My brother-in-law Mark let me borrow The Road of Lost Innocence and I read it all in one sitting. In this memoir, Somaly Mam recounts her childhood in Cambodia as an orphan sold into child prostitution. Her first memories are of living mostly on her own in a destitute village in a Cambodian forest. Orphaned children were not uncommon due to violent political regimes in the country and parents also often left their children behind to seek a better life or sold them into sexual slavery to pay off debts.
When Somaly was 9 or 10, a man came to the forest and took her away with the premise of finding her relatives but instead he kept Somaly, calling himself her grandfather, and made her clean, cook and do errands in his village to earn money. He beat her often and in order to pay off a debt, arranges for her first sexual encounter with a village merchant. Her grandfather eventually arranges for her to be married to a soldier who also abuses her. When her husband leaves for a month, her grandfather returns and takes her into the capitol city, Phnom Penh, and sells her to a female brothel owner to continue to pay off his debts.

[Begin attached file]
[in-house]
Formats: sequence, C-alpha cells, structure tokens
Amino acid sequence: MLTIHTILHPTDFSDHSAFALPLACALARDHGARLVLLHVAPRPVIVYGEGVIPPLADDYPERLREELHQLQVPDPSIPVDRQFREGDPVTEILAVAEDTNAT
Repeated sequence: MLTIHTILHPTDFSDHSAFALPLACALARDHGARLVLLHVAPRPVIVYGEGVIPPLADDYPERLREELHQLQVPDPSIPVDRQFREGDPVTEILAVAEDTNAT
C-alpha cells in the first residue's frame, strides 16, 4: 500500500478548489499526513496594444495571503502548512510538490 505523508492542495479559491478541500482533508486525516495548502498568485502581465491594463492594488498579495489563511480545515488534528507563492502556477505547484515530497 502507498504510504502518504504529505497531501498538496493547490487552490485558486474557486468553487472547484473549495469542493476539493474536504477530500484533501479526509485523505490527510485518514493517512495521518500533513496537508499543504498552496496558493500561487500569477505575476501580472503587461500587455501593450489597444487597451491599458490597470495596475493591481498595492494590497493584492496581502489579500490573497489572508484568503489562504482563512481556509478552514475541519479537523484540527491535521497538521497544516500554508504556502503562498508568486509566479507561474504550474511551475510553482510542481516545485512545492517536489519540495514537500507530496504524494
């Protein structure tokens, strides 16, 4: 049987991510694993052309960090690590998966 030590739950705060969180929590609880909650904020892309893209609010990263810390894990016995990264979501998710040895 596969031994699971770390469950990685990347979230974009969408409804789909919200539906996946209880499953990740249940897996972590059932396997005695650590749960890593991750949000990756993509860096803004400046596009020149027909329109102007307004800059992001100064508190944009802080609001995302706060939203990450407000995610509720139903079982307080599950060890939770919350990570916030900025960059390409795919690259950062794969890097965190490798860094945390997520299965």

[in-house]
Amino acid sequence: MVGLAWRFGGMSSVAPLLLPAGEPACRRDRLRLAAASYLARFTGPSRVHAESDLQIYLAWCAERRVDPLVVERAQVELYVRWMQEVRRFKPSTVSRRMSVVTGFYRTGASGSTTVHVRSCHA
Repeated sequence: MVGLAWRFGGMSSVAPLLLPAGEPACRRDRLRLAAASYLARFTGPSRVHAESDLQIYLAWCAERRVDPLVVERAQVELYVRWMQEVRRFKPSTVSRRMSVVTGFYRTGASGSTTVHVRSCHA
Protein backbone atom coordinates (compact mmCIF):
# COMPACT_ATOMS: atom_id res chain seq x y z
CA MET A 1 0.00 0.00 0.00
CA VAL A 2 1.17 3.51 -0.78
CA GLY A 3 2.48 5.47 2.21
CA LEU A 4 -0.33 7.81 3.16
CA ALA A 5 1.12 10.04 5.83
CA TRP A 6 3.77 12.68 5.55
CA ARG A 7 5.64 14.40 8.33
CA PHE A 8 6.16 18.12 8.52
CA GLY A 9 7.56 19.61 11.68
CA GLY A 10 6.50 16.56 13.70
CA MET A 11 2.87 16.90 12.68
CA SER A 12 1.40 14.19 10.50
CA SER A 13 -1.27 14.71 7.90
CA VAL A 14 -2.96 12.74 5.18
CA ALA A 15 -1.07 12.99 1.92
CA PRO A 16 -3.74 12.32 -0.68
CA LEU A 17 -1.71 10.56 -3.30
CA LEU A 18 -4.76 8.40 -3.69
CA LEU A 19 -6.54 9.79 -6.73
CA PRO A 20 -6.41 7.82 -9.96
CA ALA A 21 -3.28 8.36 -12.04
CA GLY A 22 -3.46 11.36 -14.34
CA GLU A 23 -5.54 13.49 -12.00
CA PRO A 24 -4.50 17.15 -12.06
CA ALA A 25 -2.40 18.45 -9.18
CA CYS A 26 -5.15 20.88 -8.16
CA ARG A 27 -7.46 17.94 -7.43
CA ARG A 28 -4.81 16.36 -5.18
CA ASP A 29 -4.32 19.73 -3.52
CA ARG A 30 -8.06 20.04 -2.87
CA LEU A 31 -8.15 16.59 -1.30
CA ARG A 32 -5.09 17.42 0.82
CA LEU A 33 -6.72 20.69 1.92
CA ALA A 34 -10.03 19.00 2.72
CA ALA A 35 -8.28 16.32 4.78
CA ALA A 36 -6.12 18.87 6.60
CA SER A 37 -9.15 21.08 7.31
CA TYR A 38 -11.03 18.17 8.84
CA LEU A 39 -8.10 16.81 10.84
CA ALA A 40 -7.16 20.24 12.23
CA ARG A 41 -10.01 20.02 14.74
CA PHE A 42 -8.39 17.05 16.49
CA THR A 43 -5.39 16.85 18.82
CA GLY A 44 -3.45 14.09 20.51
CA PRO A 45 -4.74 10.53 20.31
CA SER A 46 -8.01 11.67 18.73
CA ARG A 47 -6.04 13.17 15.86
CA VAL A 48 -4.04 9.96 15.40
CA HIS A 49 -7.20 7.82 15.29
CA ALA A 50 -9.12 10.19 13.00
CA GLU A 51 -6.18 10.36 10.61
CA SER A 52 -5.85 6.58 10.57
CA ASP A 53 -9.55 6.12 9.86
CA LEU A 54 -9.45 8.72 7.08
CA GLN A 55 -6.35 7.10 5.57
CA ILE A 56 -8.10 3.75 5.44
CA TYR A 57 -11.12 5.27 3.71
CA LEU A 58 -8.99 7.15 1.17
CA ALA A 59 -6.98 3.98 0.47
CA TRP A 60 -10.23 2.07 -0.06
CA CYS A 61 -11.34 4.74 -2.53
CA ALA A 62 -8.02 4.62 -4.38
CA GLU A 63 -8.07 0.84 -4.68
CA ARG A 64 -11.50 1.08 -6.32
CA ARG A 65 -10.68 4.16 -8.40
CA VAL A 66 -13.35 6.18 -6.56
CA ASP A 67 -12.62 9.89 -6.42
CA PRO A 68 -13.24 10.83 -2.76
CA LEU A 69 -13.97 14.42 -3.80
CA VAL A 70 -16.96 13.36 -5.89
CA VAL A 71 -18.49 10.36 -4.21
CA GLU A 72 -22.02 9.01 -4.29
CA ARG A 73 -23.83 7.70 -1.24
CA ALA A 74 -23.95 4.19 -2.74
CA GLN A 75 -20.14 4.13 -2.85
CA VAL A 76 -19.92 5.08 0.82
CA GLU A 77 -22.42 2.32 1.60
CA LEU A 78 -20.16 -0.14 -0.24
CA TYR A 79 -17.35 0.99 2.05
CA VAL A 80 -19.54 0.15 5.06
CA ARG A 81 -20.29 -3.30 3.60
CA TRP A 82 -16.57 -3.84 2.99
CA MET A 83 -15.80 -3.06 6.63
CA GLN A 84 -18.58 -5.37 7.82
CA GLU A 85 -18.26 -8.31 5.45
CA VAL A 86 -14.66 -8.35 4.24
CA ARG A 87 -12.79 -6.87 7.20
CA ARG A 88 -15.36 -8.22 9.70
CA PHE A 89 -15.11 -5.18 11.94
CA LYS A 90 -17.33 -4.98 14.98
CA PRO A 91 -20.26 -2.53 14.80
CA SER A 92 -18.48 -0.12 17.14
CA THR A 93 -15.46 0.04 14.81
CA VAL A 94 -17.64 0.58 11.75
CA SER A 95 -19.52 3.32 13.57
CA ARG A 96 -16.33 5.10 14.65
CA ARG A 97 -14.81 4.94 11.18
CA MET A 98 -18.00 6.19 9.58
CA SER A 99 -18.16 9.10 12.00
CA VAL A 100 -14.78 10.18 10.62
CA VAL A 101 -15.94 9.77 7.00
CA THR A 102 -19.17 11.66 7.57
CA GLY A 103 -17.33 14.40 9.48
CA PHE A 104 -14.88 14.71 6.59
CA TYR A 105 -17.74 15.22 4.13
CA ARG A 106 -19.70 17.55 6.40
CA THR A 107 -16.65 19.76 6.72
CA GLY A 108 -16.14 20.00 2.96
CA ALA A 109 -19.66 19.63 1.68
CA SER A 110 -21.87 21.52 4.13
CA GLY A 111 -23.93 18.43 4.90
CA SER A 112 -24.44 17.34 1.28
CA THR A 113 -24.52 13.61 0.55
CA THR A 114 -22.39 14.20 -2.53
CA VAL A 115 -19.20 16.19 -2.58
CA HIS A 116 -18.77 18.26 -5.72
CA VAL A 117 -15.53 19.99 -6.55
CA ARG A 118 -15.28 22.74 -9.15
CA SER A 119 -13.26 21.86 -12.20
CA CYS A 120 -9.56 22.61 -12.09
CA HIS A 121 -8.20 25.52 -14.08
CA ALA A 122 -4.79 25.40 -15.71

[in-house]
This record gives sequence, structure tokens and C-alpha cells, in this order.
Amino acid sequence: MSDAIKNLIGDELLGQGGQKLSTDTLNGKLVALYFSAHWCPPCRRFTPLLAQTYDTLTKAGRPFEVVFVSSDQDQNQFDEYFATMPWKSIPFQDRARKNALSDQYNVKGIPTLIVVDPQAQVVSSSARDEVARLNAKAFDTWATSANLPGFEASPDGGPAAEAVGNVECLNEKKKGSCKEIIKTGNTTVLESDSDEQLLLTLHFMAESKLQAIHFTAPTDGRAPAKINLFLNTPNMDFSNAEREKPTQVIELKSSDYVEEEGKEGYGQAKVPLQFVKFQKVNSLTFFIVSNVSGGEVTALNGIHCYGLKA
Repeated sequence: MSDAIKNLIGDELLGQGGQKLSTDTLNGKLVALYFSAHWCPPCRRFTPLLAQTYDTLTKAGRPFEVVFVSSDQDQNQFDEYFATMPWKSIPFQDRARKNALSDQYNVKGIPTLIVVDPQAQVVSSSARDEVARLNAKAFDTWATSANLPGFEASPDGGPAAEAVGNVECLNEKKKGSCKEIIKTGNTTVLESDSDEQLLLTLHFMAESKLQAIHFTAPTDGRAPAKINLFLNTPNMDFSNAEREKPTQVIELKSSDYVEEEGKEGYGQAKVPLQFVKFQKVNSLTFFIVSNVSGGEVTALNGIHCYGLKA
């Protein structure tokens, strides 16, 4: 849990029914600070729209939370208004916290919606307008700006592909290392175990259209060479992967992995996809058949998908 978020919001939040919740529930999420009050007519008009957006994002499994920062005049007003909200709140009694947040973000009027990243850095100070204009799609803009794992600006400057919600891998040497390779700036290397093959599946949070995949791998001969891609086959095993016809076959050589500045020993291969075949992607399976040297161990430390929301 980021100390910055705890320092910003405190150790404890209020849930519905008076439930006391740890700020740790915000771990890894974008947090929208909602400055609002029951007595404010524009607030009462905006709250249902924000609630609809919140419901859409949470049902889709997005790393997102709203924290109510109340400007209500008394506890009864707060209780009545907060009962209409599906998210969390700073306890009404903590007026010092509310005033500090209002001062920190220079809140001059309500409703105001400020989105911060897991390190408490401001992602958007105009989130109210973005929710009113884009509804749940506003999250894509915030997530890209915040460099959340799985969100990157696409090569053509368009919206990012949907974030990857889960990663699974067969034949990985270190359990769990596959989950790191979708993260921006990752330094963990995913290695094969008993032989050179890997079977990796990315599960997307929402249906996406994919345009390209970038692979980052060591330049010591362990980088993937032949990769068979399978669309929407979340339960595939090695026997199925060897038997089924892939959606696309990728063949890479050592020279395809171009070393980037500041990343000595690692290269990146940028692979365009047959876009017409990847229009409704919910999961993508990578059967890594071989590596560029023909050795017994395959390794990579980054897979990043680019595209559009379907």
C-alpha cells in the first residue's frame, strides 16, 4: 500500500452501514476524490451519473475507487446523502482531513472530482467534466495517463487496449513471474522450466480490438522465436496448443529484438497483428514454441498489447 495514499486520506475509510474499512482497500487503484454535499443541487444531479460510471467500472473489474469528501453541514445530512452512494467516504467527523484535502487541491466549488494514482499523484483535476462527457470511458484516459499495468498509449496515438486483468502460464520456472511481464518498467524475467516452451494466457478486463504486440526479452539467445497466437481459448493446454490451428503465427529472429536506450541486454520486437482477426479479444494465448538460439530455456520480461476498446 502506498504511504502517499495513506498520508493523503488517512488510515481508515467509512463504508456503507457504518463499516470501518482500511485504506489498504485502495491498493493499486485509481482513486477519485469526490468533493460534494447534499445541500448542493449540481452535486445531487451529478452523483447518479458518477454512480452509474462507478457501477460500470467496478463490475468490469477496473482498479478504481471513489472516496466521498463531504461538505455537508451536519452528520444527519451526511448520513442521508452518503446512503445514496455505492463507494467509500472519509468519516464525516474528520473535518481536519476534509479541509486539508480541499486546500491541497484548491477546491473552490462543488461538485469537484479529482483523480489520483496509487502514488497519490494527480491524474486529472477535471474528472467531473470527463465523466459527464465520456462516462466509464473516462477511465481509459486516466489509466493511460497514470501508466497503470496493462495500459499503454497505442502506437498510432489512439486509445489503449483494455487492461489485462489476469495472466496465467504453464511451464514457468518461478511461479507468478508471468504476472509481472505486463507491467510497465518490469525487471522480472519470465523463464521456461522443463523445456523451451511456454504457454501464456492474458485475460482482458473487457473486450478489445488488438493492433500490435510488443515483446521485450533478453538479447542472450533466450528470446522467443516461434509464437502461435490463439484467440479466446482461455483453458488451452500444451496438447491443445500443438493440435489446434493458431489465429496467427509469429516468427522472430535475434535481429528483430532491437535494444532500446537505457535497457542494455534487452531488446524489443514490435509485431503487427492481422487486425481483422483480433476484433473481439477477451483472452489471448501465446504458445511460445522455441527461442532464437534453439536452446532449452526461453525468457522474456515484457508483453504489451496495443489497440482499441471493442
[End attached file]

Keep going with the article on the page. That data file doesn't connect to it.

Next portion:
The books describes her horrifying experiences in the brothel, the deplorable conditions she’s forced to live in and her attempts to escape. Miraculously, years later, her grandfather passes away and his debt to the brothel owner eventually is paid in full and Somaly is allowed to leave.
The rest of the book details how she meets a French man, Pierre, who helps her leave her past behind and find work outside of Cambodia. But Somaly isn’t able to forget the brothels and the young girls who are still imprisoned. She decides to spend the rest of her life saving as many girls as she can, helping them to recover, attend school and learn trades in shelters that she builds and helps to fund. Among her efforts is the Somaly Mam Foundation, which aspires to end human trafficking and help its victims. Many famous women, like Hilary Clinton and Susan Sarandon, and corporations like The Body Shop, have partnered with her to help her efforts.
It’s almost not enough to say that it’s hard to believe that Somaly lived through such a violent childhood–you don’t expect anyone to recover from such horror. But not only did she overcome it, she’s moved on to become an internationally-known advocate for ending human trafficking. Somaly’s courage and spirit are unmatched. It’s an engrossing and inspiring story but not so easy to read because of what Somaly has lived through.